Daily Archives: 3 July, 2013

How images are changing the language of the social web

InstagramThe rise of the image as one of the most vital parts of the social web has been impossible to ignore.

Driven by the rise of picture-led networks such as Pinterest and Instagram; Facebook and Twitter have pulled images to the centre of their platforms – and now images are among the most shared content within social.

Add to this the rise of Snapchat the trend of images as disposable currency – a quite distinct trend that doesn’t form part of anyone’s social presence – but one that is growing alongside the major platforms with images at its core.

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What will Facebook hashtags mean for advertisers?

facebook hashtag with frameFacebook has recently launched hashtags, accompanied by plenty of fanfare.

The primary commentary has been whether by doing so they have co-opted an artifact most commonly associated with Twitter.  When indexed by search engines, or by Twitter itself, these hashtags make user-generated content searchable and provides a mechanism for communities in general to self-categorise their content as they see fit.

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Infographic: Who were Glastonbury 2013′s social headliners?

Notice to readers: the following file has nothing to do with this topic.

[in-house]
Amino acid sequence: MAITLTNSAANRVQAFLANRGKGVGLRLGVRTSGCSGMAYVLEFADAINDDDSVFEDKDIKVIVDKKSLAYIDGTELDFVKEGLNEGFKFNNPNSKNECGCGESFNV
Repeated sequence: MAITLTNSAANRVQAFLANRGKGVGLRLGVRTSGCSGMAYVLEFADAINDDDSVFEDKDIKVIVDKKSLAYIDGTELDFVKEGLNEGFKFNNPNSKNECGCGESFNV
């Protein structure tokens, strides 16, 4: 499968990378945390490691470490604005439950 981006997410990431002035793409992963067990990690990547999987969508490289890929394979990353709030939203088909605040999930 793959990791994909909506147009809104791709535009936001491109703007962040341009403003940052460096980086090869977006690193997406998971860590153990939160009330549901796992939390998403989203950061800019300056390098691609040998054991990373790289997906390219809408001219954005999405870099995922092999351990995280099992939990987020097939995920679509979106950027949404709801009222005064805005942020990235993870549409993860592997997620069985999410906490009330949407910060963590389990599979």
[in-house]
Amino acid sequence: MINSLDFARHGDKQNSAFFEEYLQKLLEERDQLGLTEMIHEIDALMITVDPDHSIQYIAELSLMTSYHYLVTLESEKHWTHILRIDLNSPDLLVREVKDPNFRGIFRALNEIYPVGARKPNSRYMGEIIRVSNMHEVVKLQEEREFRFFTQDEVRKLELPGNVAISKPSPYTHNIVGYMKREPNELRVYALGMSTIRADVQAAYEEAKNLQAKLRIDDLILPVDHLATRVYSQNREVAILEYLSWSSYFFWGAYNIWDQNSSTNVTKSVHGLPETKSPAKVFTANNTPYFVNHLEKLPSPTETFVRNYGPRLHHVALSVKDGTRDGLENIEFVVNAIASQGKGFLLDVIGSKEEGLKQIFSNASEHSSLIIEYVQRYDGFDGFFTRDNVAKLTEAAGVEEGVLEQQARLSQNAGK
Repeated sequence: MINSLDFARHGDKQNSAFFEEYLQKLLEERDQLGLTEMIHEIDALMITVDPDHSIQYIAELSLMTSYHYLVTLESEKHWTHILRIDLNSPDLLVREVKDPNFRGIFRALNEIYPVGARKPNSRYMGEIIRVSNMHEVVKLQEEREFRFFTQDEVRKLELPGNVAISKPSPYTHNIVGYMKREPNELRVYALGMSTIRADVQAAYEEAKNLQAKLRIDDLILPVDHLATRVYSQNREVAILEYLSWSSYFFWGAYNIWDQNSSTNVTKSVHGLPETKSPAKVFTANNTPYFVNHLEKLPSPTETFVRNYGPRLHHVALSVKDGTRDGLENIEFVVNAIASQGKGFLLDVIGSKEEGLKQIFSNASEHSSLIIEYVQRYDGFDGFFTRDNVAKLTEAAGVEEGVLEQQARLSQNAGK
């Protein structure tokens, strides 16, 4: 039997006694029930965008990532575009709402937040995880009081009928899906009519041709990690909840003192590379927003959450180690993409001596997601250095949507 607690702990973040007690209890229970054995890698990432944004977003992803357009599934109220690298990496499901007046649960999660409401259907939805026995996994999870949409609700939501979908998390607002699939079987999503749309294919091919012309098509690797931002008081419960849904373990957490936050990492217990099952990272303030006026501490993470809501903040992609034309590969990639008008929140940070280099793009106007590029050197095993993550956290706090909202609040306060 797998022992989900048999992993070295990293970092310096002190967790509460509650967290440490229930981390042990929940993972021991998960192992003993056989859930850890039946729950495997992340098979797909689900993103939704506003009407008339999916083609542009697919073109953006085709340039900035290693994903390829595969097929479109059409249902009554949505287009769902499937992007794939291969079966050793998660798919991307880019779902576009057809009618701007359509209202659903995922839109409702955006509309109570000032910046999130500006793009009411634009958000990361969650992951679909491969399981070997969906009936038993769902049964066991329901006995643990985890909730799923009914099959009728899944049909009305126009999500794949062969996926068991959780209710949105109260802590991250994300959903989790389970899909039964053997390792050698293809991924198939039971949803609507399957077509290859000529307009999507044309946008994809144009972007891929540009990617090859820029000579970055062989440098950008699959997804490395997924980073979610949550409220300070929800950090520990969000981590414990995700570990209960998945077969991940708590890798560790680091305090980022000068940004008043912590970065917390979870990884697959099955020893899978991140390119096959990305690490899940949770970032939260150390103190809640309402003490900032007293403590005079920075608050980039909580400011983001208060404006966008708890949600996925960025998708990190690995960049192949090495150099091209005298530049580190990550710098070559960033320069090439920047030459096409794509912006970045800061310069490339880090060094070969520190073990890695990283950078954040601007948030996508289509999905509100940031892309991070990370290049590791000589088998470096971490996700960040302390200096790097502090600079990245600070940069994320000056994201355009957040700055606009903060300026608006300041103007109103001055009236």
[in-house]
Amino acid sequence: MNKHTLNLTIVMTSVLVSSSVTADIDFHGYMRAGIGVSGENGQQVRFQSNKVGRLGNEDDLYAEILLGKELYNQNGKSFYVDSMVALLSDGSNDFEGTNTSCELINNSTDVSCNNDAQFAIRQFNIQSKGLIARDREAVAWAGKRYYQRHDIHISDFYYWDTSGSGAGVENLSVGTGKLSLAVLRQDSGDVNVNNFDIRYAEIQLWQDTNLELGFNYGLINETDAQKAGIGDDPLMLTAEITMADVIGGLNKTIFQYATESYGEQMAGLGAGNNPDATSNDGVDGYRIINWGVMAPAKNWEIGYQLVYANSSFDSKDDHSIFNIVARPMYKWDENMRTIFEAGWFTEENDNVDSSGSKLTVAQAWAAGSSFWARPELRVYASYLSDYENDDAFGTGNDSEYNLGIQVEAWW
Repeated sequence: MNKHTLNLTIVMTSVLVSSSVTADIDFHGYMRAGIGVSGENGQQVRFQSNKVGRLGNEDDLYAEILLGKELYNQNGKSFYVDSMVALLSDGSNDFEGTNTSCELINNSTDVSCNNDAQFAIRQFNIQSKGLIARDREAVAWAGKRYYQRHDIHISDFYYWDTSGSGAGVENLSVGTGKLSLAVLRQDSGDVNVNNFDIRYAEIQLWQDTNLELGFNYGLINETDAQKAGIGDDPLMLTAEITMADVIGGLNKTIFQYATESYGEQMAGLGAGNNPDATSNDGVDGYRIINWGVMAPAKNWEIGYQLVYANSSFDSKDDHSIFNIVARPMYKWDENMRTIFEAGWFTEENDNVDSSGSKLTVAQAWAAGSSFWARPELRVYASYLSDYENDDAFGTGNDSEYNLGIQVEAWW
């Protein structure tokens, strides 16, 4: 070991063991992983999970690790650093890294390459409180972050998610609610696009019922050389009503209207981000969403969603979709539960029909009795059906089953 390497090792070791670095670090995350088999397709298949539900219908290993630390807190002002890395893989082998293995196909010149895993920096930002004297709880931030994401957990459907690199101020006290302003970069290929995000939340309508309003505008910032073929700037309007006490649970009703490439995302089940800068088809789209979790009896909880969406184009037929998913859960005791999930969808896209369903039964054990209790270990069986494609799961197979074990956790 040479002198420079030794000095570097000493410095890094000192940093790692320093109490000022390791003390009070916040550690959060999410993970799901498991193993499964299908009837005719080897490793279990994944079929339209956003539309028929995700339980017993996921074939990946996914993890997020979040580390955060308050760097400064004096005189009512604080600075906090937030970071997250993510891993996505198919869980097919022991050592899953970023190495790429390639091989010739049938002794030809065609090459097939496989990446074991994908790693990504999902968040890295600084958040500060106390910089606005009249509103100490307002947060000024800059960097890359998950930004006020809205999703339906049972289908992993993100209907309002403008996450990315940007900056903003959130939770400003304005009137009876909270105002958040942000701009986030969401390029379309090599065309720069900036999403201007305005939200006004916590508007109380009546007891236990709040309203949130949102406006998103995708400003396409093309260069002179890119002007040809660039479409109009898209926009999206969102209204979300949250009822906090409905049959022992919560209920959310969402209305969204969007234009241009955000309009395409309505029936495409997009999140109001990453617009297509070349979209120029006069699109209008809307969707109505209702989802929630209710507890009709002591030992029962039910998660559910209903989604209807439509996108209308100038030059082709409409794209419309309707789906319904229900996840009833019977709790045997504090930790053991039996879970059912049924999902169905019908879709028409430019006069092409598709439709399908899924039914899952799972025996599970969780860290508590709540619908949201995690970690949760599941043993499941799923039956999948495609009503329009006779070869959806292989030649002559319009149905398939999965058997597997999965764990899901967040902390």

Rolling Stones on InstagramThe big story of Glastonbury 2013 in the mainstream media was, of course, the Rolling Stones, who were finally appearing at the granddaddy of music festivals, 30 years after it began.

But would social savvy music fans be talking about the Mick’n’Keef show, or would they be more interested in something from their own generation? Read More »

Why today’s consumers have moved on from multichannel

IpadgirlThe interactions between today’s consumer and their favoured brands have seen a fundamental change. Whereas once there was equilibrium between customer expectations and brand fulfilment, now the balance has tipped to the extent that customer expectations go way beyond what most businesses can deliver.

Consumers rarely identify with a brand in terms of channel and demand a seamless experience regardless of how they interact with the brand. Meanwhile, brands have struggled to keep pace with these ever-changing interactions, creating a gulf between the  demands of the customer and what brands are able to deliver.

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Stop killing my flow: why disruptive ads are a dying breed

Say Media adaptive adAs content and commerce become ever more intrinsically linked, more than ever advertisers are seeking ways for their creative output to exist naturally alongside editorial content – with the holy grail being – the ability to create a -seamless flow between the two.

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